ANADARKO — After 30 years in coaching and 540 wins, Jeff Zinn has decided the time was right to stop.
For now, at least.
Zinn spent the last 10 years as the head girls basketball coach at Anadarko High School, raising the already-stout program’s status and winning two state championships in the process. He has coached Division I players, he’s coached his daughters and he’s coached defense better than most can even dream of.
But there comes a point for everyone when a change is needed. And while his teams were on a dominant run over the past three seasons that included a 76-7 record and a state championship in 2019, Zinn was beginning to think about the next step.
“Believe it or not, it was probably a couple years ago or middle of last year. Mentally and physically, I just figured I need to take better care of myself and take a break,” Zinn said. “Everybody thinks it’s all fun and games, running out there, winning games, but it wears on you.
“I looked down deep and realized, ‘I’m stressing so much about the next one and the next one that I’m not able to enjoy this one.’”
Zinn was the head coach at Newkirk for 4 years and Blanchard for 13 years. Zinn took over the Anadarko program before the 2011-12 season. The Warriors had won a state championship in 2005 and made the semis in ‘06. But since then, it had been nothing beyond the quarterfinals. Zinn wanted to change that.
“I was able to come in and put in a new defensive system and I knew the talent was there that we could put pictures on the wall, not just pictures,” Zinn said.
The transition period was quick and painless, as the Warriors won a state title in his first season, led by future Oklahoma State player Lakota Beatty. The Warriors proceeded to make it to the state tournament every season And while the past three years may have been the best teams Zinn has coached, they were thwarted by COVID-19 last season and Tuttle in this year’s Class 4A state semifinals.
“I wanted a title this year more badly than any I’ve ever wanted, it was almost unhealthy. Sometimes you’ve got to realize, ‘I’m human too’. Nobody wanted it worse for those kids than I did.”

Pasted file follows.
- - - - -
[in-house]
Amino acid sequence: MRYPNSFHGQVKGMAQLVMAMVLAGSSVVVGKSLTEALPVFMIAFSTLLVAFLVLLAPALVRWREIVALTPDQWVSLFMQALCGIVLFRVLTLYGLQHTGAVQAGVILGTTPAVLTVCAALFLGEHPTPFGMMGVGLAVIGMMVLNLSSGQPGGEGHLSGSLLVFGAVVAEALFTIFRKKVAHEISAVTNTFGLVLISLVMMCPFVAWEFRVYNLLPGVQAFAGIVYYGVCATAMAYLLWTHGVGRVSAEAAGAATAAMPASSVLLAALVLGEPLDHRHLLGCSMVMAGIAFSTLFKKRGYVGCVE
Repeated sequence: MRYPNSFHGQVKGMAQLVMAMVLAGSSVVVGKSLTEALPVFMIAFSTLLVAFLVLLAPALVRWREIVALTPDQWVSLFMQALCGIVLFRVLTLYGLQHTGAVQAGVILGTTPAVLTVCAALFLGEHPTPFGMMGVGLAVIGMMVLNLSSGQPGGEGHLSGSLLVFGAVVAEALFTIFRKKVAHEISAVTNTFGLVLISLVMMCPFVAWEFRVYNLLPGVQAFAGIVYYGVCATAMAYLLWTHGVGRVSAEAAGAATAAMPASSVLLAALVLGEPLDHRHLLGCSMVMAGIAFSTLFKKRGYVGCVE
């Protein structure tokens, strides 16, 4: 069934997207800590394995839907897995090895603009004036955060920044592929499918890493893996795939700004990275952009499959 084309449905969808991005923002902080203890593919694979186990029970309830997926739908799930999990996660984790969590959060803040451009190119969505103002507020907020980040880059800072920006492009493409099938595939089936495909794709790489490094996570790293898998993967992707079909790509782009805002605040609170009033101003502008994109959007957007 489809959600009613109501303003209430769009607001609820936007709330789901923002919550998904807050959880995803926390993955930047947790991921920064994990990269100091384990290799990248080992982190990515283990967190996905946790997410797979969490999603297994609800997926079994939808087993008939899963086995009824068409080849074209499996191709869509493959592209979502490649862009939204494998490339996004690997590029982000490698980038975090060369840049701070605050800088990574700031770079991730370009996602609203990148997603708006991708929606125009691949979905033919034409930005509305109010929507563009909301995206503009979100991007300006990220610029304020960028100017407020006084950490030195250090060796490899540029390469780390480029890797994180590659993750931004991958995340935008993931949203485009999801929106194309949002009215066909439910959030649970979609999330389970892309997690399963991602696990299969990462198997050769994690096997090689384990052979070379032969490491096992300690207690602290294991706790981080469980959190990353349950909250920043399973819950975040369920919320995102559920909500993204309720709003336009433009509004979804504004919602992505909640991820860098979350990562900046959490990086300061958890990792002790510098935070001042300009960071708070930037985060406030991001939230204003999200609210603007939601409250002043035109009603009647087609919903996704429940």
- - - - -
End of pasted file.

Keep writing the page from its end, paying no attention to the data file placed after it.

Despite a disappointing end to his season and career, Zinn said the idea of coming back for a potentially happier ending hardly crossed his mind. He was done, period.
“I felt like I gave everything I had left in my tank. The Anadarko program was great before I got there and there might be a little bit of a rebuild, but it won’t be like other people’s rebuilds,” Zinn said. “They’ll be back, soon.”
His second title team was led by his daughter Averi Zinn, while his twins Libbi and Layni were seniors this season. All his players became like daughters, but blood remained thicker than anything.
“I think coaching my daughters is a blessing I’m appreciate more as the years go by. Everybody thinks that when you coach your daughters, it’s tough because of the team chemistry. That was never a factor,” Zinn said. “But when your own kids are playing, that pressure is kind of magnified.”
Zinn said he would like to still be around basketball and won’t rule out a future comeback, just not this season.
“First, I’ve got to figure out what retirement is going to be for me,” Zinn said. “For a lot of people, that means they’ve got a lot of money saved up and they can relax.”
Zinn said he’s never been one for moving. He likes to stay at one place for a while and soak things in. By staying in Caddo County for a decade, he and the Anadarko community became intertwined. Yet he says he knows it will continue to be a power, regardless of who steps in.
“Girls basketball at Anadarko, I believe, is the best job in the state,” he said. “You just don’t realize, not just the school, but the community, supports you. You don’t move up from girls basketball at Anadarko. That’s the peak in my mind. And I’m thankful to have been able to serve them for 10 years.”